CS 360
Winter 2017
Programming Language Concepts
CS 360-001 Tuesday/Thursday 15:30-16:50 (Rush 9)
CS 360-002 Tuesday/Thursday 14:00-15:20 (Rush 9)
CS 360-003 Tuesday 18:30-21:20 (Science Center 326, 3401 Market)

Instructor:
Geoffrey Mainland
mainland+cs360@drexel.edu
Office: University Crossings 106
Office hours: Mondays 4pm–7pm; Thursdays 5pm–6pm.
Teaching Assistant:
Xiao Han
CLC office hours: Monday 2pm–4pm; Friday 3pm–5pm
Warning! This material is for an old version of the course.

In this assignment, you will implement the $\While$ language from lecture.

You must implement the functions as specified. You may write other helper functions and define test data in your file, but you may not change the functions’ names or the number or order of arguments.

Your changes should be made to the files we have provided as described in each problem below. We have included a non-functional version of every function you must write, so you can also grep the source we have provided to find the function we have asked you to implement.

Note that source files are located in the src subdirectory.

This assignment is worth 50 points. There are 51 possible points.

Standard homework instructions

Your code must run either on tux or on the course VM using the version of GHC (8.0.1) that we provide.

A solution template is available in the DrexelCS360/homeworks GitHub repository. You should only need to modify the files provided by the template—please do not check in any files beyond those that the template provides.

You can check that your code compiles by typing make in the hw6 directory. If make does not complete successfully, it means your code does not compile. Code that does not compile will receive a zero.

We have included several test for your convenience. Passing all provided tests does not guarantee full credit, but failing tests does guarantee less than full credit. You can run the tests by typing make run-tests in the hw6 directory.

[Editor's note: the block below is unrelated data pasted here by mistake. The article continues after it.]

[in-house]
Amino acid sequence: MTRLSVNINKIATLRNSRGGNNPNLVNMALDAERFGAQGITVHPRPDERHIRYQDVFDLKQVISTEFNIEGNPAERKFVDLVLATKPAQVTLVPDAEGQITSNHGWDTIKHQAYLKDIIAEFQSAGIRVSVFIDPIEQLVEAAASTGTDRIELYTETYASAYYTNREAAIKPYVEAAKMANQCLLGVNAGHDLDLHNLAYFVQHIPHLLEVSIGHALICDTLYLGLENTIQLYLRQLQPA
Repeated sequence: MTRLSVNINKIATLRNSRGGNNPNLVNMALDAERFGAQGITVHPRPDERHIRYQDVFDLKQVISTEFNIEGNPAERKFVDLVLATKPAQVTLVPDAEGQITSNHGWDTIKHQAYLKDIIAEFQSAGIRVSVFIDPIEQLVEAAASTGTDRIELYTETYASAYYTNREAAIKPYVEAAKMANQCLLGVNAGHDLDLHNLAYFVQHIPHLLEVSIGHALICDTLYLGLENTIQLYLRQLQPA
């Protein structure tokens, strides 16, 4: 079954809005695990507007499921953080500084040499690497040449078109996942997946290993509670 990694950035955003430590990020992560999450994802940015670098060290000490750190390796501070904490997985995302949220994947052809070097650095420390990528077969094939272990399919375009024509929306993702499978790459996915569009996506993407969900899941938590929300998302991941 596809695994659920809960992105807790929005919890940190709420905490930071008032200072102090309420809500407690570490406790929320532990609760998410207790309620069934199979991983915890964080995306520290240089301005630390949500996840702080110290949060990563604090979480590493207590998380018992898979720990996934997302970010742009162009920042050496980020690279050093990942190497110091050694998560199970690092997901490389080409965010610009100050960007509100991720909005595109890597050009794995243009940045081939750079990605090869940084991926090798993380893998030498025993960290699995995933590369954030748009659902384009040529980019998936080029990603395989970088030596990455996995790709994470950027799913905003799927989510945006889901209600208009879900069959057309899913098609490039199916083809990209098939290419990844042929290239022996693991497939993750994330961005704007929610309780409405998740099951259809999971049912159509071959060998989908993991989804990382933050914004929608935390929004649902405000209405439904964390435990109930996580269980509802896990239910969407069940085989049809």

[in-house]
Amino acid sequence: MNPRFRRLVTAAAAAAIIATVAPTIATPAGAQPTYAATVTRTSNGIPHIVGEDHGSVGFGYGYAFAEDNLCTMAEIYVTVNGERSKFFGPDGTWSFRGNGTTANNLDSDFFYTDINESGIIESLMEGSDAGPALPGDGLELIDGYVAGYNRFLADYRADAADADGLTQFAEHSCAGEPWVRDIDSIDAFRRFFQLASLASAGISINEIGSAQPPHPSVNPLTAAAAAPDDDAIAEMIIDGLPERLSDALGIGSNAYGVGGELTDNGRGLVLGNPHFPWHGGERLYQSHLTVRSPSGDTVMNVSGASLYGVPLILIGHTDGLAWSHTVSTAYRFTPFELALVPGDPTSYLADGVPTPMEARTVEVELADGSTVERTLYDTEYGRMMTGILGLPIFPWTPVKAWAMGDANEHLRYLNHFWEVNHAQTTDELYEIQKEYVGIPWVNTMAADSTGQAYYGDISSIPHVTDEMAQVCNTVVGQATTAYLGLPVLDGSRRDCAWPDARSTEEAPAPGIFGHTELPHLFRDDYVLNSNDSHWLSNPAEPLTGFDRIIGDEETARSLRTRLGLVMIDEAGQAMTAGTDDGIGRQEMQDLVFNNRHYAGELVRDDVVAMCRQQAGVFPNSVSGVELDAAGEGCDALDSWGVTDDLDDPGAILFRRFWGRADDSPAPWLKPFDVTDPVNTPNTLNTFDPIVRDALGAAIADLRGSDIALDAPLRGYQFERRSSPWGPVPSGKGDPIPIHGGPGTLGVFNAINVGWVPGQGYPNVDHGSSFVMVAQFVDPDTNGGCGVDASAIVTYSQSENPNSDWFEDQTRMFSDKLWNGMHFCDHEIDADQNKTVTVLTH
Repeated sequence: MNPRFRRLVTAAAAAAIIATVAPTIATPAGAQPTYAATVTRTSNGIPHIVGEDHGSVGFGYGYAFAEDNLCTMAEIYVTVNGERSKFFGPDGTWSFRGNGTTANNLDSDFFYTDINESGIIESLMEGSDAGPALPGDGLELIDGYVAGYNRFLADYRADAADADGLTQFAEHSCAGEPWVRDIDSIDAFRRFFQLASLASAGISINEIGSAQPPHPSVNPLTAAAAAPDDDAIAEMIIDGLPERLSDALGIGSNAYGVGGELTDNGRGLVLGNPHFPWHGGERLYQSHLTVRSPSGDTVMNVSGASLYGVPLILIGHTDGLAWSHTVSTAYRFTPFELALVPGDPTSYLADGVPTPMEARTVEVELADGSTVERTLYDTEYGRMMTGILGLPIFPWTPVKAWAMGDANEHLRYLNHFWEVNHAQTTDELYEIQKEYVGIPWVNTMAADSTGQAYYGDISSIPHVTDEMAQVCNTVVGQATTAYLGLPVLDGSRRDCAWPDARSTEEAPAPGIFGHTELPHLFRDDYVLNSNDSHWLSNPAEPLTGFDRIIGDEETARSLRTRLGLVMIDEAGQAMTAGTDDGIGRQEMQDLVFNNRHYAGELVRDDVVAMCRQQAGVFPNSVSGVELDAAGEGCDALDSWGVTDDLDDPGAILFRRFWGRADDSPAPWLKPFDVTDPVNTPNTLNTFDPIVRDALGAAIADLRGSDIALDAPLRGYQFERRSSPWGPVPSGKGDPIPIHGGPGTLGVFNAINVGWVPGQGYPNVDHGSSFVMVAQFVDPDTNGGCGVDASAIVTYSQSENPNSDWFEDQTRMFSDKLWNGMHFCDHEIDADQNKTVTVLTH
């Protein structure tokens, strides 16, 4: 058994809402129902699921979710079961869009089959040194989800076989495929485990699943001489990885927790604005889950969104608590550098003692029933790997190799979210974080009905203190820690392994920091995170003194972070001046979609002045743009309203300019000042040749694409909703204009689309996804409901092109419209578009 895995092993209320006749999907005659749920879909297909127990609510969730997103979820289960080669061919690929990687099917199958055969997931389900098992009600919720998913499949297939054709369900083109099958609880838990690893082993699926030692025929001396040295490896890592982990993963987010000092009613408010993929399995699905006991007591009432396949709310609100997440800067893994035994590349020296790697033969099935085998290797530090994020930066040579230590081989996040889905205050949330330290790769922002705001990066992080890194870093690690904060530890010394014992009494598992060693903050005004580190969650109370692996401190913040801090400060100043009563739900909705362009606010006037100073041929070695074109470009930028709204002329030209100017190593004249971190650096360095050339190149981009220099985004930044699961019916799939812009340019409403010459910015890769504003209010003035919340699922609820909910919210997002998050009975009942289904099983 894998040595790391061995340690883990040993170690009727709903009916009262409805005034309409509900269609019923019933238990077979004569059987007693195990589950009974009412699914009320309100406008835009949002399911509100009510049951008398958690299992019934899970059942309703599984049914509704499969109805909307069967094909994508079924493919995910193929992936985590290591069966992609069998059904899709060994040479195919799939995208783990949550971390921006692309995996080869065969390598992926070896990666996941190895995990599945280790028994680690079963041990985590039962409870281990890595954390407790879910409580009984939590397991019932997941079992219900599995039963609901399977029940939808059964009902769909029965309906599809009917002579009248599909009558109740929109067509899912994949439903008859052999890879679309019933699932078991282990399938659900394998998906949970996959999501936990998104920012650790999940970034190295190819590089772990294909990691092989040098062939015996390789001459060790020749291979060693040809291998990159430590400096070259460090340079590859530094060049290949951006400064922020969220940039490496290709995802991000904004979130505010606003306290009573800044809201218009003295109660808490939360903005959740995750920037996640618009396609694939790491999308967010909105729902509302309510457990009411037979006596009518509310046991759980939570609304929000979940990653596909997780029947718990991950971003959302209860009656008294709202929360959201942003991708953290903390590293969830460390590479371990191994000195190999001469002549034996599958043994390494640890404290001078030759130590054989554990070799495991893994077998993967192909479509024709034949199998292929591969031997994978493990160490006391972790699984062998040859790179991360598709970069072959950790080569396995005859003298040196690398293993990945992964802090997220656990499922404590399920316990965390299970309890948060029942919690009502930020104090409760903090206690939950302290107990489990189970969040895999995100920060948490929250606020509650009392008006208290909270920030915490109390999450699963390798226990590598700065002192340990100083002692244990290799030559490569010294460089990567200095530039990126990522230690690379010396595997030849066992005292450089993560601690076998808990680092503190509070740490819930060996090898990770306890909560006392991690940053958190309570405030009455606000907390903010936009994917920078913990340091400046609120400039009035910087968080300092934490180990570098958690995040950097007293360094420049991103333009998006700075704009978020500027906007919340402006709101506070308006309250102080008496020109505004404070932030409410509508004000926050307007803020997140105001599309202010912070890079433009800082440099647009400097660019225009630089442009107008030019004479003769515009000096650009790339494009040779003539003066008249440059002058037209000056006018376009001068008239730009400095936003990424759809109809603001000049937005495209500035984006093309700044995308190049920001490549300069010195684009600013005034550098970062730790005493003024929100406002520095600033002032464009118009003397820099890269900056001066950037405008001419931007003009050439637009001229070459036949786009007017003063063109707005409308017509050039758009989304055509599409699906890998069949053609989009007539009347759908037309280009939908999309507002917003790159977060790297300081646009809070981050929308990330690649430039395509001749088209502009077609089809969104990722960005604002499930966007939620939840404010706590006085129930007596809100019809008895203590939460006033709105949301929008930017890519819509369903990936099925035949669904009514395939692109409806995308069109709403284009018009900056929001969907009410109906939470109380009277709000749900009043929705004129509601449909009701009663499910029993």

Notes

The $\While$ Language

We have included most the definition of the $\While$ language here for your convenience. You will need to refer to the lecture slides, the text, and/or your notes for the operational semantics of statements.

Figure 1: BNF Grammar for the $\While$ language.
Figure 2: Semantic function for determining the meaning of a $\While$ arithmetic expression.
Figure 3: Semantic function for determining the meaning of a $\While$ boolean expression.

Problem 1: Implement operational semantics (10 points)

Complete the definition of the function sStep, the Haskell implementation of the operational semantics for the $\While$ language, in the file Interpreter.hs.

You may choose to implement either the small-step or the big-step semantics, but you may not change the type signature of sStep. Think carefully about your choice.

Problem 2: Make your interpreter monadic (20 points)

Modify your interpreter so that it uses a monad. We recommend you read and understand the code given to you; Problem 3 requires that you modify the monad to add additional functionality.

You may want to review the LYAH sections on

We have provided a partial implementation in the file MonadicInterpreter.hs; you must complete the definition of sStep. Your new implementation should be very similar to the implementation you completed for Problem 1. Look at the monadic implementations of aSem and bSem for inspiration.

What follows is an explanation of the code for the monadic interpreter. You don’t need to understand all of the details to complete Problem 2, but understanding the details will certainly help.

Here is the definition of the State type that the monadic interpreter uses.

type State = [(Var,Z)]

That is, State is just an association list of variables and integers.

Here is the definition of the I monad.

newtype I a = I { runI :: State -> (a, State) }

You will often see the term “monadic computation.” A monadic computation in I has type I a for some a. For example, I Int is the type of a monadic computation in I that computes an Int.